Background: For hospitalists who are at the forefront of inpatient general medicine, clear communication is crucial to a successful provider-patient relationship and optimal care delivery. Uncertainty around provider roles and medical terminology can negatively impact patients’ experience and understanding of their care. Therefore, the aim of this study is to assess patients’ understanding of the hospitalist role and other frequently used medical terms to help ensure effective communication.
Methods: This project is part of a larger ongoing study at two urban academic medical centers exploring patients’ understanding of their care and care teams during hospitalization. Patients admitted to a hospital medicine service for at least three days were randomly selected and administered surveys in-person or by phone. The survey included the following 2 questions: 1) “What is your understanding of the roles and responsibilities of a hospitalist?” and 2) “Which of the following terms have you heard in the hospital but are hard for you to understand or don’t make sense in the way they are used here?” This second question was accompanied by a list of 13 medical terms for patients to select. For the first question, free text responses were analyzed using content analysis, and the second question was summarized using descriptive statistics.
Results: A total of 163 patients have been surveyed to date, with all 163 patients completing question one and 147 patients completing question two. The respondents had an average age of 60.1 ± 17.3 years and 53% were female. Sixty-six percent identified as White, 18% as Black, 9% as Asian, and 1% as American Indian or Alaska Native; 7% identified as Hispanic/LatinX. Their average length of stay was 10.0 ± 7.7 days. For the question about understanding the roles and responsibilities of a hospitalist, 76 (47%) patients either had never heard the term hospitalist or expressed uncertainty around the roles and responsibilities (Table 1). The remaining 87 (53%) patients showed a varied understanding of the hospitalist role. Their responses most commonly involved the following 3 themes: providing care and improving patient wellbeing, acting as the main doctor or person in charge, and/or serving as a coordinator or liaison between healthcare providers and patients. For the question about other medical terminology, patients most frequently reported misunderstanding the term “NPO” (45%), followed by “PA” (26%), “Attending” (25%), “Comfort Care” (23%), “Rounds” (22%), and “Resident” (21%) (Table 2).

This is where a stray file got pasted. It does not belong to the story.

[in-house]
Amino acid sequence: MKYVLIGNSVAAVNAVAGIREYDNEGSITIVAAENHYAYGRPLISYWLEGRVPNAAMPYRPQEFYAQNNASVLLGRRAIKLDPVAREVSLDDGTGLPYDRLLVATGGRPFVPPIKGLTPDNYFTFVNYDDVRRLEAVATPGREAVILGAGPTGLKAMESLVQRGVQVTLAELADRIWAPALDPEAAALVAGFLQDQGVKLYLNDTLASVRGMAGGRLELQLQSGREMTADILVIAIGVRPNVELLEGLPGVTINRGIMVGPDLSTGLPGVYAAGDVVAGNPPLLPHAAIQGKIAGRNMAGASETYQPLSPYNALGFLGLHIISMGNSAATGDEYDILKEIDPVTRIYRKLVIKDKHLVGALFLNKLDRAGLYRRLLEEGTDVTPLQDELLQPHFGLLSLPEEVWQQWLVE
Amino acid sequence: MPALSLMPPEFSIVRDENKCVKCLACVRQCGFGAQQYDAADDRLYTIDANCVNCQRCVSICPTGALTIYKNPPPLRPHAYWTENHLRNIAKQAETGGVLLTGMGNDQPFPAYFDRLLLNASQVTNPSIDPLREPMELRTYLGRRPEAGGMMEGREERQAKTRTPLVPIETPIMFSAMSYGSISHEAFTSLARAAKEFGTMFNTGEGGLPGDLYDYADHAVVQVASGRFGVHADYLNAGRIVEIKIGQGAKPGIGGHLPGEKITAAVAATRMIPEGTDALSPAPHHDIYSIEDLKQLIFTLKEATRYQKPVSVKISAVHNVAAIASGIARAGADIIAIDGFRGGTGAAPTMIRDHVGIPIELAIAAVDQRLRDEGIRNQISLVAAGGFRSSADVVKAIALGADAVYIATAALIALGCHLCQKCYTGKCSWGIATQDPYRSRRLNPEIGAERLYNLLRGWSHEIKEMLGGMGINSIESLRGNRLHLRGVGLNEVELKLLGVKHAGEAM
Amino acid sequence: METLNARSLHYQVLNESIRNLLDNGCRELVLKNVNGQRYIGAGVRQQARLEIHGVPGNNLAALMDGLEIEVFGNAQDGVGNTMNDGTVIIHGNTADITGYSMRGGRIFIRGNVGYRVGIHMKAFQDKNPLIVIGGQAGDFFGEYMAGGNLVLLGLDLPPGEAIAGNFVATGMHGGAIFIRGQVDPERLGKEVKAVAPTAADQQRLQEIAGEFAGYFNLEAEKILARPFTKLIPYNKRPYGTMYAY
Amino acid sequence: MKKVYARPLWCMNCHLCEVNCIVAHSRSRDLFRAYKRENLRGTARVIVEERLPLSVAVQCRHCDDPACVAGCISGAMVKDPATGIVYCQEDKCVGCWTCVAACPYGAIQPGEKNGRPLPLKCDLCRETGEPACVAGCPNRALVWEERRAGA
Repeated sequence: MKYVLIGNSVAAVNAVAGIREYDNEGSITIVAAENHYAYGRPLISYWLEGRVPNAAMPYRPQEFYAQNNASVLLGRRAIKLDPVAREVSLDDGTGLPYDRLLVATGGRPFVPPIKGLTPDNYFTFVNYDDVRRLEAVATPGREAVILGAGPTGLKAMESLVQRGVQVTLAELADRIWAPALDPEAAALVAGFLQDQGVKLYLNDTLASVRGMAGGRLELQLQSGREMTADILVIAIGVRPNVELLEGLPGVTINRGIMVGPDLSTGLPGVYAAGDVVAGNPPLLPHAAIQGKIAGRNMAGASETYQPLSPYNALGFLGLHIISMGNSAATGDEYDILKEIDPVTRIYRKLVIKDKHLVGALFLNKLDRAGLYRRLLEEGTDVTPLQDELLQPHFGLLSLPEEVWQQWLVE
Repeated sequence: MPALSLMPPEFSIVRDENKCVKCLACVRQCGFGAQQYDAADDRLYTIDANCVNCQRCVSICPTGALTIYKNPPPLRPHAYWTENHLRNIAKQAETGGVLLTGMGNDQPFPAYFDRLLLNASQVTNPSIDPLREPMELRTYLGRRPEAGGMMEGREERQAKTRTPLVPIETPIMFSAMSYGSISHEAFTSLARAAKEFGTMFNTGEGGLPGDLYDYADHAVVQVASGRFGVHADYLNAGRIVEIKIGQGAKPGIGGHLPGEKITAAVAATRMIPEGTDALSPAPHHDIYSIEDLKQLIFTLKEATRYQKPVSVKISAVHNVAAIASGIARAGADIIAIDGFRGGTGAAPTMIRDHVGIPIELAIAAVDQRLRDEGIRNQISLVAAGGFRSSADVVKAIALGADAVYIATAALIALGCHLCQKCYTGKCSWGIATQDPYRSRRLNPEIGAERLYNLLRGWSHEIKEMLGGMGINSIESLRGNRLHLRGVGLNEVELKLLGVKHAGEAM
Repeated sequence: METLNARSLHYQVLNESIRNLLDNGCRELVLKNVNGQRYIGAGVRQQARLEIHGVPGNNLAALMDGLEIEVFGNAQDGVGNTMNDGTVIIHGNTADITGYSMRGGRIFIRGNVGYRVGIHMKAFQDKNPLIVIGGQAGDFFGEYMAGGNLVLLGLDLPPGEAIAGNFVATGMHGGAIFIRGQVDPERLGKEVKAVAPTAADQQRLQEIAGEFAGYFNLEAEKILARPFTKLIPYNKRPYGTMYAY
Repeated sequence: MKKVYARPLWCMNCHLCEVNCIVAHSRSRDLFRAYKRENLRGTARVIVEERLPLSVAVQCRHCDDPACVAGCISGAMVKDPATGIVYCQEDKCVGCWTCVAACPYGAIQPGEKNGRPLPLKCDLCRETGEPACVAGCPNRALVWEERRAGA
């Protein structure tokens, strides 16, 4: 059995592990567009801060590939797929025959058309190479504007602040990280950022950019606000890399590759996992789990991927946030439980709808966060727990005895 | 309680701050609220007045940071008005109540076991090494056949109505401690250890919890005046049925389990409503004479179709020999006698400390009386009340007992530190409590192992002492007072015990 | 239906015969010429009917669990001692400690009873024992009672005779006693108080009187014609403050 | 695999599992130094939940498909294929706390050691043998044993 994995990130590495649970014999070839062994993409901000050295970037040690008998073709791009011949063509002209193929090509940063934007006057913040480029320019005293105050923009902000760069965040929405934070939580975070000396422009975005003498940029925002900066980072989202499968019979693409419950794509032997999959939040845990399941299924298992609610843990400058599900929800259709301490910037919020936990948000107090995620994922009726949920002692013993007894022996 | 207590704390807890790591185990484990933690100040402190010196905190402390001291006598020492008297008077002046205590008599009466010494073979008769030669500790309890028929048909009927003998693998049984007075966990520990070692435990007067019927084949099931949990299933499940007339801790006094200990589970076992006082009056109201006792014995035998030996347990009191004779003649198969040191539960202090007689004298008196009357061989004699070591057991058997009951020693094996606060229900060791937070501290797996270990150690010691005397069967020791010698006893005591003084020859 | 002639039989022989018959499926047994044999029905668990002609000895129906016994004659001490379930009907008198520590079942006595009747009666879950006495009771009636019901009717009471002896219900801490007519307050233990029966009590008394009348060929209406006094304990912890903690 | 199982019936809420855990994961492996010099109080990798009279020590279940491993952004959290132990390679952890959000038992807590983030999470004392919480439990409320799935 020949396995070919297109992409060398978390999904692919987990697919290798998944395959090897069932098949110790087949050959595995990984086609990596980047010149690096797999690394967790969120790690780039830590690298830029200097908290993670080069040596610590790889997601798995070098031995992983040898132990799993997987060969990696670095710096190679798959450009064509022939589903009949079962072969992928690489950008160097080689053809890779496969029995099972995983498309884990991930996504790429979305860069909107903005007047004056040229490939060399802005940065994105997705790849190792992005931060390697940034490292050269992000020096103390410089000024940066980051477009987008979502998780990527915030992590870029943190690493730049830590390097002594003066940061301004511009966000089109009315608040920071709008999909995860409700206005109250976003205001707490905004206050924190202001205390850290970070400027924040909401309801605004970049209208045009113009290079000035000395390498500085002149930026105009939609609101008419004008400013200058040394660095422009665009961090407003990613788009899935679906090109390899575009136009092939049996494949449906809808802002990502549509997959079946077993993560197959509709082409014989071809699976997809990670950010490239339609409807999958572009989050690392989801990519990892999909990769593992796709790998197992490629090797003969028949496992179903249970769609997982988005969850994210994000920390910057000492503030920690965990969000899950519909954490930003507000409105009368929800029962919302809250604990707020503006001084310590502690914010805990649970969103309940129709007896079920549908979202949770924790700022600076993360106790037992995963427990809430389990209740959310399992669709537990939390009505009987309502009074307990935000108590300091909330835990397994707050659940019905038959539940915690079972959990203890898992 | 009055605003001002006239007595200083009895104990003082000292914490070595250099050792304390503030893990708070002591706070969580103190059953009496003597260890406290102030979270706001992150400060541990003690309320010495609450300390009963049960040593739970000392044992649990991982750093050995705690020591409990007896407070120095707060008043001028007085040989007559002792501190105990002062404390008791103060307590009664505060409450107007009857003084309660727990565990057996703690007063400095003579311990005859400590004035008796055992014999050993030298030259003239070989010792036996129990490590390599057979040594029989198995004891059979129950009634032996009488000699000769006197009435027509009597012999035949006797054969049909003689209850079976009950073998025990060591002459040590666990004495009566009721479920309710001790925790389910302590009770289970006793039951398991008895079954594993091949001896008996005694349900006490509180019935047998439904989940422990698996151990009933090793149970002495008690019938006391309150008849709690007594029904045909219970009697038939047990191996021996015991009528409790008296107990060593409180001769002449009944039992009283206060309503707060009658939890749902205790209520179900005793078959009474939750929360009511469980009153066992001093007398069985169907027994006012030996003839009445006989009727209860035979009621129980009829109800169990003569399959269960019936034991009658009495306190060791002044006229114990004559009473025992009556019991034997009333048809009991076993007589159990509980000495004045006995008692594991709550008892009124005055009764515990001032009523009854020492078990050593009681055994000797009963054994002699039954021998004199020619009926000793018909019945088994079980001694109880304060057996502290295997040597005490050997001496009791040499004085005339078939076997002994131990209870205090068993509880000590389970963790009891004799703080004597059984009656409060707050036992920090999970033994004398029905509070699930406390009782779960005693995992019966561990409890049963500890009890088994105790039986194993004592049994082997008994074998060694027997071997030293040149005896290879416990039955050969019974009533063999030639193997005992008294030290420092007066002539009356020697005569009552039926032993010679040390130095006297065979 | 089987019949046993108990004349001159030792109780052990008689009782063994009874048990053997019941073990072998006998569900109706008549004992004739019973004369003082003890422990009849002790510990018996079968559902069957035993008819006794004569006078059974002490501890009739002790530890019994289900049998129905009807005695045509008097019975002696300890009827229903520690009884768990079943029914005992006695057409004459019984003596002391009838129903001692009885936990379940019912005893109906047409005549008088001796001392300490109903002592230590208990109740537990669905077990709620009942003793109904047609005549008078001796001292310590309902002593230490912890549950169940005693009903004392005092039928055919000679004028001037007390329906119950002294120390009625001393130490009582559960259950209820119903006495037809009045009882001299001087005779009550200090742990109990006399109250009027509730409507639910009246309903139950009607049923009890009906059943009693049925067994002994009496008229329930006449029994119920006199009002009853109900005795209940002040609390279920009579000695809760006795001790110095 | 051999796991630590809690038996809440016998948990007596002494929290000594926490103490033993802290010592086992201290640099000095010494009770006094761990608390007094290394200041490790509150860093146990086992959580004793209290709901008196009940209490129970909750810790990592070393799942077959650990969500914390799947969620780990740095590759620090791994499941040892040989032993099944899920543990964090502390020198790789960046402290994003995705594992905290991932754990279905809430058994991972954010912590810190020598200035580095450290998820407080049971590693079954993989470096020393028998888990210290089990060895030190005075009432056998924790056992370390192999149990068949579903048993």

Conclusions: Many patients admitted to a hospital medicine service do not have a clear understanding of common medical terms used in the hospital, with the most frequently misunderstood term being “hospitalist.” Given the central role hospitalists play in inpatient care, efforts are needed to enhance communication and ensure all patients understand the hospitalist role and medical terminology shared with them.